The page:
Amherst College Senior Hilary Palevsky Awarded Watson Fellowship
Director of Media Relations
AMHERST, Mass.—Hilary Palevsky, a senior at Amherst College, has been awarded a Thomas J. Watson Fellowship and will travel next year to Iceland, Denmark, the U.K. and Canada to study cod populations in North Atlantic cod fisheries. A graduate of Quaker Valley High School in Leetsdale, Pa., Palevsky is the daughter of Dr. Paul M. Palevsky and Dr. Sharon R. Roseman of Sewickley, Pa.
Describing her growth as a scientist and activist for clean water—her “infatuation with water and the environment—” Palevsky wrote in her application that “we must…seek creative solutions that will enable our society to continue on its course, but on a different, less destructive path. Finding these solutions will be the most pressing task of my generation, and will require cooperation between people with disparate ideas and backgrounds. The natural world does not partition itself by the artificial boundaries of academic disciplines or national borders.”
Palevsky began her search for solutions to the world’s water woes in the Ohio River watershed near her home, as well as in the Chesapeake Bay. As a college student, she spent a semester with the maritime studies program of Williams College and Mystic Seaport, traveled with the Keck Geology Consortium to Puerto Rico and was active in Water Watch at Amherst College, which organized cleanups of local waterways. She also participated in Hillel and the fencing team, and worked as a laboratory teaching assistant and a guide at the Amherst College Museum of Natural History. A geology major at Amherst, Palevsky expects to eventually pursue a graduate degree in oceanography.
The Thomas J. Watson Fellowships provide 60 exceptional college graduates, from 49 of America’s leading liberal arts colleges, with the freedom to engage in a year of independent study and travel abroad. The program was begun in 1968 by the family of Thomas J. Watson Sr., the founder of IBM, to honor their parents’ interest in education and world affairs. More than 2,200 Watson Fellows have studied all over the world with the support of Watson Fellowships.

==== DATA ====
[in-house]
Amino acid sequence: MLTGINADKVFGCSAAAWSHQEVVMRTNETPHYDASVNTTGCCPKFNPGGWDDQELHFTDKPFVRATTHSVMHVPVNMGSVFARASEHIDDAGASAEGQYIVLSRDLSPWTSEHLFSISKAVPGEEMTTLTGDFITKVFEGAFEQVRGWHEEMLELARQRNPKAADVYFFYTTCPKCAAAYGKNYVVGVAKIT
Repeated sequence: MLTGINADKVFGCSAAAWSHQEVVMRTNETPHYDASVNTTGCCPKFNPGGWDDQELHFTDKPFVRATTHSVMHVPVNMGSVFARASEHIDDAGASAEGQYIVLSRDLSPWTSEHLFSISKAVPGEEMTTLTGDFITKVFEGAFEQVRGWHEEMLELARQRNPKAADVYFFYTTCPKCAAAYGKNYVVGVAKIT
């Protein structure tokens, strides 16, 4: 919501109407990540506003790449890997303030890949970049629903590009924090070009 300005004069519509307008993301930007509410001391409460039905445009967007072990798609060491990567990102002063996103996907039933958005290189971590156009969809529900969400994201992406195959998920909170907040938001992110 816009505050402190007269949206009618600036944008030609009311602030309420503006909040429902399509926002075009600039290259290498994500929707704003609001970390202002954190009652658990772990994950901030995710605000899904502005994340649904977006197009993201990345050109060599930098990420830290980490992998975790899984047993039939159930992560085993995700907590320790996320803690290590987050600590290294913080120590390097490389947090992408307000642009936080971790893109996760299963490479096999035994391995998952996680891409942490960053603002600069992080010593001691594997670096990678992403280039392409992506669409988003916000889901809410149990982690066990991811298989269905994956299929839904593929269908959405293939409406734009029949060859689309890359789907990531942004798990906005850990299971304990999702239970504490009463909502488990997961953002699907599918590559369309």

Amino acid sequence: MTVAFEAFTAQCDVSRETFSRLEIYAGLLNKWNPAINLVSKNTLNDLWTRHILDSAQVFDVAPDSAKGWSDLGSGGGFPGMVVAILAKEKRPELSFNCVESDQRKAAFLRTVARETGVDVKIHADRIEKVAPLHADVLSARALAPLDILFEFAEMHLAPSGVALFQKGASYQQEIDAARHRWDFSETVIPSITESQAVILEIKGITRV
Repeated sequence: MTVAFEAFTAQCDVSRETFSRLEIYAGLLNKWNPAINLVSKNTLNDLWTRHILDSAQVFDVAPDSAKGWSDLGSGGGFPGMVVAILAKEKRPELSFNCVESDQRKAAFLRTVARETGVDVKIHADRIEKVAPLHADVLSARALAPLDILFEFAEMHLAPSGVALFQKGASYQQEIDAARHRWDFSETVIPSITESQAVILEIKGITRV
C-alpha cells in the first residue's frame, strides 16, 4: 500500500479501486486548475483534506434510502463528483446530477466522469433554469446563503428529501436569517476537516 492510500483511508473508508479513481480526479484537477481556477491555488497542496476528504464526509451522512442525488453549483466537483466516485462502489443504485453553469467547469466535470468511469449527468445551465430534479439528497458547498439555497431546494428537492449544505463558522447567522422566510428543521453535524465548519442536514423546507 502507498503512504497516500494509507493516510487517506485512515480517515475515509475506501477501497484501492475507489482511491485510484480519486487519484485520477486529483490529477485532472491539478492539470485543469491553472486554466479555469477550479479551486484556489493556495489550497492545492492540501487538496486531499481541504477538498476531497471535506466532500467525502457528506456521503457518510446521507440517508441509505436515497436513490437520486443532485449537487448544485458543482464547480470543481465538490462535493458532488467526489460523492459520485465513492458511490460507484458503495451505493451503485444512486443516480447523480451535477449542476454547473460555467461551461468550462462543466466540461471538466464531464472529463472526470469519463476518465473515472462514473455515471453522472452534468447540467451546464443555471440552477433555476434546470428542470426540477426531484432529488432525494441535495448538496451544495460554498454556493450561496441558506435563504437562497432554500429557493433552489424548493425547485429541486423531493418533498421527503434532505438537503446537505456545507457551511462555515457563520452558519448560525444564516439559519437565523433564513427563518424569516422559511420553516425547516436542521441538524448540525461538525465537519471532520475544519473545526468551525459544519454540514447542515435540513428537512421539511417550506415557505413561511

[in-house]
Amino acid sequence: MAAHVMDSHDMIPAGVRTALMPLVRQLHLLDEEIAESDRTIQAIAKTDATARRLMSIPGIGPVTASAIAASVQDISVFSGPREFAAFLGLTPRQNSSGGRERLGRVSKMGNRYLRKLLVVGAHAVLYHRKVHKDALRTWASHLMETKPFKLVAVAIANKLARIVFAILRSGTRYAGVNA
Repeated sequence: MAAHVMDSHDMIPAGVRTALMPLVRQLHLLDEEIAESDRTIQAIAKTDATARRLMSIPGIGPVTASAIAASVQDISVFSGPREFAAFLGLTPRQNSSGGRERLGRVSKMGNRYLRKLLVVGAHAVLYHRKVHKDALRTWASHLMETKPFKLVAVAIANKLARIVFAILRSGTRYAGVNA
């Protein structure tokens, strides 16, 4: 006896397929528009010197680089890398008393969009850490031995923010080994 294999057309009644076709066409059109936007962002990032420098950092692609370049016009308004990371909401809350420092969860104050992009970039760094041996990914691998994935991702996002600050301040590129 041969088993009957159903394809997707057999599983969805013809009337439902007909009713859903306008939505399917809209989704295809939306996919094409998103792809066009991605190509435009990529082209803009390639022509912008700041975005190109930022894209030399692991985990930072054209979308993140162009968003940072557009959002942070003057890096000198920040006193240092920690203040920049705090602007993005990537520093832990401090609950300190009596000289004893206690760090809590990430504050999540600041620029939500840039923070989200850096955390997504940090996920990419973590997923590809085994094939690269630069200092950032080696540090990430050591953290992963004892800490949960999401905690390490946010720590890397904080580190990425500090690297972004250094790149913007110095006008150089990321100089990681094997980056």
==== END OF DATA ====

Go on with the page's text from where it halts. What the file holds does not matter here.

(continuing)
Founded in 1821 for “the education of indigent young men of piety and talents,” Amherst College is now widely regarded as the premier liberal arts college in the nation, enrolling a diverse group of approximately 1,600 young men and women. Well known for its academic excellence, Amherst is also consistently ranked among the very best schools in the country in terms of accessibility: The college’s financial aid packages are consistently the most generous in the U.S., and among its peer universities and colleges Amherst has the greatest economic diversity. Diversity, in its broadest sense, is fundamental to Amherst’s mission. The college enrolls students from every state and more than 40 countries, and for the past several years more than 35 percent of Amherst’s students have been students of color. Amherst offers the B.A. degree in 33 fields of study.